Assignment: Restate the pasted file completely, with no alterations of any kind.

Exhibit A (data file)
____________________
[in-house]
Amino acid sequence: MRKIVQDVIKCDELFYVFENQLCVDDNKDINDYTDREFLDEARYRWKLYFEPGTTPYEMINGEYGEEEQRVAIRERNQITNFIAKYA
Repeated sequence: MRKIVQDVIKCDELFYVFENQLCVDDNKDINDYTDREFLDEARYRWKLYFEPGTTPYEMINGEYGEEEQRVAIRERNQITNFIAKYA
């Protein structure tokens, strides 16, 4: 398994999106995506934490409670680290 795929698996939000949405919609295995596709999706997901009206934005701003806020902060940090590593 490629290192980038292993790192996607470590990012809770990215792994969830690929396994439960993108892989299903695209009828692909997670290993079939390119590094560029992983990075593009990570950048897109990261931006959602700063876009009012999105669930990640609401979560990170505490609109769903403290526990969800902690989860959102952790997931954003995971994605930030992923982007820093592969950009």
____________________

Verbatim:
[in-house]
Amino acid sequence: MRKIVQDVIKCDELFYVFENQLCVDDNKDINDYTDREFLDEARYRWKLYFEPGTTPYEMINGEYGEEEQRVAIRERNQITNFIAKYA
Repeated sequence: MRKIVQDVIKCDELFYVFENQLCVDDNKDINDYTDREFLDEARYRWKLYFEPGTTPYEMINGEYGEEEQRVAIRERNQITNFIAKYA
């Protein structure tokens, strides 16, 4: 398994999106995506934490409670680290 795929698996939000949405919609295995596709999706997901009206934005701003806020902060940090590593 490629290192980038292993790192996607470590990012809770990215792994969830690929396994439960993108892989299903695209009828692909997670290993079939390119590094560029992983990075593009990570950048897109990261931006959602700063876009009012999105669930990640609401979560990170505490609109769903403290526990969800902690989860959102952790997931954003995971994605930030992923982007820093592969950009």